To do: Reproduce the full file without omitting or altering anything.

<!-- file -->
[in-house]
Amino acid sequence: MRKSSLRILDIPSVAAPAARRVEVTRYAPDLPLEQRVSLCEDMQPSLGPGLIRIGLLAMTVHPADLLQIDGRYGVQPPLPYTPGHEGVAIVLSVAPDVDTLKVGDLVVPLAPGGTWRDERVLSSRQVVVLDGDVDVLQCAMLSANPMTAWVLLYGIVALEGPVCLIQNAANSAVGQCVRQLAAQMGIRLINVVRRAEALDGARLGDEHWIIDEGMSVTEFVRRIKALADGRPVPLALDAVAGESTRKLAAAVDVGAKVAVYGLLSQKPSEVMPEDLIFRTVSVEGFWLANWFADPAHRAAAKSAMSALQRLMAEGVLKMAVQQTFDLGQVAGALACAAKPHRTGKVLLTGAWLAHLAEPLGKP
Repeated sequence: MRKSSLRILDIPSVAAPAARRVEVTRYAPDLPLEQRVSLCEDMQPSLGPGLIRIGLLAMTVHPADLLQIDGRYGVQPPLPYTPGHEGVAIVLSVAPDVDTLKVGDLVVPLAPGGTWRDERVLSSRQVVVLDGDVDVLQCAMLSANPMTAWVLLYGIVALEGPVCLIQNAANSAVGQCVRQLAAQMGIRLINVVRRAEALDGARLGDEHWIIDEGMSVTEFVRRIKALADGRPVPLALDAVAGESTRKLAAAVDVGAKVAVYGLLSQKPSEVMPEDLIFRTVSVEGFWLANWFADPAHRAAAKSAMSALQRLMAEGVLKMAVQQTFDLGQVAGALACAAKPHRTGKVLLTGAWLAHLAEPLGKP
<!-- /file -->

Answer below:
[in-house]
Amino acid sequence: MRKSSLRILDIPSVAAPAARRVEVTRYAPDLPLEQRVSLCEDMQPSLGPGLIRIGLLAMTVHPADLLQIDGRYGVQPPLPYTPGHEGVAIVLSVAPDVDTLKVGDLVVPLAPGGTWRDERVLSSRQVVVLDGDVDVLQCAMLSANPMTAWVLLYGIVALEGPVCLIQNAANSAVGQCVRQLAAQMGIRLINVVRRAEALDGARLGDEHWIIDEGMSVTEFVRRIKALADGRPVPLALDAVAGESTRKLAAAVDVGAKVAVYGLLSQKPSEVMPEDLIFRTVSVEGFWLANWFADPAHRAAAKSAMSALQRLMAEGVLKMAVQQTFDLGQVAGALACAAKPHRTGKVLLTGAWLAHLAEPLGKP
Repeated sequence: MRKSSLRILDIPSVAAPAARRVEVTRYAPDLPLEQRVSLCEDMQPSLGPGLIRIGLLAMTVHPADLLQIDGRYGVQPPLPYTPGHEGVAIVLSVAPDVDTLKVGDLVVPLAPGGTWRDERVLSSRQVVVLDGDVDVLQCAMLSANPMTAWVLLYGIVALEGPVCLIQNAANSAVGQCVRQLAAQMGIRLINVVRRAEALDGARLGDEHWIIDEGMSVTEFVRRIKALADGRPVPLALDAVAGESTRKLAAAVDVGAKVAVYGLLSQKPSEVMPEDLIFRTVSVEGFWLANWFADPAHRAAAKSAMSALQRLMAEGVLKMAVQQTFDLGQVAGALACAAKPHRTGKVLLTGAWLAHLAEPLGKP